Soil samples will be collected prior to sub soiling for baseline nutrient analysis and repeated at the end of the study. Data will be sued to inform our nutrient management plan and vegetation production goals.
4. Soil Compaction:
Soil Compaction will be measured in both control and treatment sites. Initial measurement locations will be georeferenced so the same places are returned to for the second measurement. Measurements will be made with a soil penetrometer that has a visible and near infrared spectrometer mounted to it (Ackerson et al., 2017). Location soil cores will be pulled and soil texture, water content, inorganic carbon content, and bulk density will be measured at 15 depth increments. The VisNIR mounted penetrometer is an experimental device that is proven to measure soil properties of clay content, calcium carbonate equivalent, bulk density, and water content. Experimentation of this devise is funded by the USDA AFRI Foundational program of which Cooperator Morgan is a co-PI. Morgan will perform the measurements and subsequent laboratory tests. Compaction results along with soil characterization will be shared fully with the Krauses for outreach and any other uses.
5. Infiltration Test:
Hydraulic conductivity of the soil surface will be measured using the single ring constant head method. Infiltration will be measured before the deep soil ripping and approximately one year after. Tests will be timed to capture infiltration rates when the soil is at field capacity. Measurements will be performed by PI, Krause, using an infiltration trailer that is owned by the USDA NRCS Teas Soil Survey and maintained by collaborator, Morgan. Morgan will provide training on the trailer and will also perform any data analysis required to calculate Ksat (saturated hydraulic conductivity).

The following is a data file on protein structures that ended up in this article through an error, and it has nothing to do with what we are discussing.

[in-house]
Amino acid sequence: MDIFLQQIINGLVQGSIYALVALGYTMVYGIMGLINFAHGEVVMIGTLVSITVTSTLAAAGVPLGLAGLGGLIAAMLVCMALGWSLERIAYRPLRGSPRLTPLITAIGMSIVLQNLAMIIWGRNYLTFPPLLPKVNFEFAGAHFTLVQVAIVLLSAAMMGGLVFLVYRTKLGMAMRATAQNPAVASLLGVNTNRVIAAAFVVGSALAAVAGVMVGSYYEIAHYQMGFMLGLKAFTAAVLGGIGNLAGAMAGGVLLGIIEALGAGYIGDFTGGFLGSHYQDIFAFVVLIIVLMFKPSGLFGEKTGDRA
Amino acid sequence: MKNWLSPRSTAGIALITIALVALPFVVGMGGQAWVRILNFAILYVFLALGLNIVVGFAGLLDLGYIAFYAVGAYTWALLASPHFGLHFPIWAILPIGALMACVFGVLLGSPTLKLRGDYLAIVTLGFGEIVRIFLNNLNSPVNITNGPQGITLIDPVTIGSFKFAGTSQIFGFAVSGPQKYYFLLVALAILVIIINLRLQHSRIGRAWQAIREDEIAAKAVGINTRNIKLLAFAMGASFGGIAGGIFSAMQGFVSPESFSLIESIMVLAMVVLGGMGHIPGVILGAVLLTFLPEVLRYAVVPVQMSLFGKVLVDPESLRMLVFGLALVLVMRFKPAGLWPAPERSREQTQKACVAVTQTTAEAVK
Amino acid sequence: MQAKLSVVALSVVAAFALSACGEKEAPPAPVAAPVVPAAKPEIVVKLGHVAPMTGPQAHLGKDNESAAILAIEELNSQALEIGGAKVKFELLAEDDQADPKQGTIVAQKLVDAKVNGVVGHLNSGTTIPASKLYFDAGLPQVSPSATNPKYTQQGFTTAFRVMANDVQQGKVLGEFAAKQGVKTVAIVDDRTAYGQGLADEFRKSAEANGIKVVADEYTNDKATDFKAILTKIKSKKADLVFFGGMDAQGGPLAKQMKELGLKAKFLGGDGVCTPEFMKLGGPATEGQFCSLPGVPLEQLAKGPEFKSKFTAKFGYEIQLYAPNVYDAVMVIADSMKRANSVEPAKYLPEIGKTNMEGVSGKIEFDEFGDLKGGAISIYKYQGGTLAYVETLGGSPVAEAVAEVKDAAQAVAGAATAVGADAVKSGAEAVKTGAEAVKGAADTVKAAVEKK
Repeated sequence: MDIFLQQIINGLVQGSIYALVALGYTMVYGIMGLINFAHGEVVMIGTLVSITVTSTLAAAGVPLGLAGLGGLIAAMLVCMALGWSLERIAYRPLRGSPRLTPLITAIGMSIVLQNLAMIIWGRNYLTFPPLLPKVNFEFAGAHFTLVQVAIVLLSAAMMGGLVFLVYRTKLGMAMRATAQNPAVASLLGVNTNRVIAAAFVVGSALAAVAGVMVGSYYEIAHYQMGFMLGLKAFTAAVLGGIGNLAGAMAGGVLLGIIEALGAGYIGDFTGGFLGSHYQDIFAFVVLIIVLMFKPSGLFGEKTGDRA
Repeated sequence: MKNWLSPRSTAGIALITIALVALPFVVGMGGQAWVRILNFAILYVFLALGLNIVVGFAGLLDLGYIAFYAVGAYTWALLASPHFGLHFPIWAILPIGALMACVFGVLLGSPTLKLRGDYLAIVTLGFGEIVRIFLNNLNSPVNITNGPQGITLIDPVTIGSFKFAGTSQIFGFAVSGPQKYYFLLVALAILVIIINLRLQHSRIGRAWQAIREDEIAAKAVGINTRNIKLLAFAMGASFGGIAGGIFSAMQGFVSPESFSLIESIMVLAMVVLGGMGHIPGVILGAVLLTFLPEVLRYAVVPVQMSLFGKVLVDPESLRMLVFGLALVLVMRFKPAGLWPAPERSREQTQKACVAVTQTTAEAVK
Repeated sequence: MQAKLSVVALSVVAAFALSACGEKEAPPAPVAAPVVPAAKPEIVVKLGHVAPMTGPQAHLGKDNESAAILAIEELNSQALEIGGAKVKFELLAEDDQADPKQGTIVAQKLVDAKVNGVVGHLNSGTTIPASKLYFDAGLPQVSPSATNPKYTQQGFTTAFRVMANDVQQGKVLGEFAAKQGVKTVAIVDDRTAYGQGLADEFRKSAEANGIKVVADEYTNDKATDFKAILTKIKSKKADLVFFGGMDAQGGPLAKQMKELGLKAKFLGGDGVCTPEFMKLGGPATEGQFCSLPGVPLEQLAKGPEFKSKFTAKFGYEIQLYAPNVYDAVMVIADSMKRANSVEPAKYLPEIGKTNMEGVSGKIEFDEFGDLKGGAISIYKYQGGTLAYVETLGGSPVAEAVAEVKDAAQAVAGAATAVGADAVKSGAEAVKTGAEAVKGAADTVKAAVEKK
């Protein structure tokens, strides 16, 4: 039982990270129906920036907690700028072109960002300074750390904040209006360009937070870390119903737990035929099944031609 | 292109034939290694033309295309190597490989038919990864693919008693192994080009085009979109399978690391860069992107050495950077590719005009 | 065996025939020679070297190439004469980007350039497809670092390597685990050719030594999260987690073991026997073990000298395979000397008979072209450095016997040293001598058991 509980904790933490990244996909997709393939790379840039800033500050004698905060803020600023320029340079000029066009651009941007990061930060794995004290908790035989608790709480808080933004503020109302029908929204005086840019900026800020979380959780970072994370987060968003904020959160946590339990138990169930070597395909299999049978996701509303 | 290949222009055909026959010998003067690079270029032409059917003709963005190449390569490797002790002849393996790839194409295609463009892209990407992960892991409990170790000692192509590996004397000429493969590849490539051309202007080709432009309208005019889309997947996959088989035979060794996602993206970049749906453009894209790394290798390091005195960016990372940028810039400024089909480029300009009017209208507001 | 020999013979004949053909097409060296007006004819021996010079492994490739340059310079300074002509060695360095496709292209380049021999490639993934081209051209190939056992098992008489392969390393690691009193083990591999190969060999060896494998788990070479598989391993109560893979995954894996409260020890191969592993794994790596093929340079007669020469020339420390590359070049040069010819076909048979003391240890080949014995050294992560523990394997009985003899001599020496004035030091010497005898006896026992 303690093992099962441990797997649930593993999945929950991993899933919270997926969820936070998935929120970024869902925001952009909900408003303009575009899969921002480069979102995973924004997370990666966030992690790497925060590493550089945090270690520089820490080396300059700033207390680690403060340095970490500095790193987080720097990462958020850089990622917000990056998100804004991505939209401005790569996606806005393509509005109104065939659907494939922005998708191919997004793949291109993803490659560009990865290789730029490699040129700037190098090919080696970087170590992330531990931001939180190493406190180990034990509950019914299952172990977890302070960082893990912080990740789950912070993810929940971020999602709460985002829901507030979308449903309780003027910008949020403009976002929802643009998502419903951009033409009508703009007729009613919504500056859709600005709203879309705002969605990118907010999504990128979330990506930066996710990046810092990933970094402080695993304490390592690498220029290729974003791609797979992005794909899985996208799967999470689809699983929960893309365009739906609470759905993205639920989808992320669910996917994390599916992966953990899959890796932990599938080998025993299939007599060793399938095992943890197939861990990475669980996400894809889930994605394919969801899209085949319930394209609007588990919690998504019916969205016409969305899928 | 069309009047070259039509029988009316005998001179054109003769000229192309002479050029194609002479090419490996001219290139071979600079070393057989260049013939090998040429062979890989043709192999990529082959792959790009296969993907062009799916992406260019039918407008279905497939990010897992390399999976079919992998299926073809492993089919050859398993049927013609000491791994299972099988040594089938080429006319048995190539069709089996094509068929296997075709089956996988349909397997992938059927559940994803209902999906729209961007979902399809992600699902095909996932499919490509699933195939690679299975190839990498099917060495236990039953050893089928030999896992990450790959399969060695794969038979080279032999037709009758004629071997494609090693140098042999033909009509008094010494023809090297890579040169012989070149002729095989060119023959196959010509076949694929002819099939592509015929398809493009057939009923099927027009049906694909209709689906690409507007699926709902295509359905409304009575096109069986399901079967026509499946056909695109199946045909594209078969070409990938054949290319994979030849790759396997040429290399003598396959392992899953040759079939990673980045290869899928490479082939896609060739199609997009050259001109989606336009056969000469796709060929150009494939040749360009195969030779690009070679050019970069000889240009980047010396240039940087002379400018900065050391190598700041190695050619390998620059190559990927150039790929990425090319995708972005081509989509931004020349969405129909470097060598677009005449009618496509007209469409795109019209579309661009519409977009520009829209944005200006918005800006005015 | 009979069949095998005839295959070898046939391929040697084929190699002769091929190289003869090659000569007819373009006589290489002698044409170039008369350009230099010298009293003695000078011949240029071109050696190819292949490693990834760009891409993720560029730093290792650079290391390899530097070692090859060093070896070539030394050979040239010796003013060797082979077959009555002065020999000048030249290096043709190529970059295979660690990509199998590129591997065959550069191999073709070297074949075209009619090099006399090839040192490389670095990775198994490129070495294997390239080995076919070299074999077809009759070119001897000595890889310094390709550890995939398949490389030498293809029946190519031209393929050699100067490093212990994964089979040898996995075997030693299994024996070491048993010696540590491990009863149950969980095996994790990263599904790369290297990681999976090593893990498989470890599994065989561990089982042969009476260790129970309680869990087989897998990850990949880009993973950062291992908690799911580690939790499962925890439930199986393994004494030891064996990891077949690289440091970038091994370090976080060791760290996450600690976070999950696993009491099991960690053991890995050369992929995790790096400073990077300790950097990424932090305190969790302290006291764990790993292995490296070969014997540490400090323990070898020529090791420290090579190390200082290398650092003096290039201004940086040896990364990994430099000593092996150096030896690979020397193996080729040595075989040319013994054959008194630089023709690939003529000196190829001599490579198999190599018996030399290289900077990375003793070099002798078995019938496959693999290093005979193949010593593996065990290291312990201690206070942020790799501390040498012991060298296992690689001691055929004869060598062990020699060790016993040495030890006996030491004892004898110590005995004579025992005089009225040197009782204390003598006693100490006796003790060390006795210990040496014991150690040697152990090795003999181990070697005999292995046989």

6. Photo Point Survey:
Permanent photo points will be established in each pasture in both the control and treatment areas. Landscape photos will be taken by setting the camera on top of the T-post and photographing the landscape in each cardinal direction. Three ground level photos within 10 feet of each T-post will be randomly designated with a m2 quadrat and marked by flagged rebar. We will take a photograph directly over the quadrant and identify cover type, and percent bare ground at each photo point.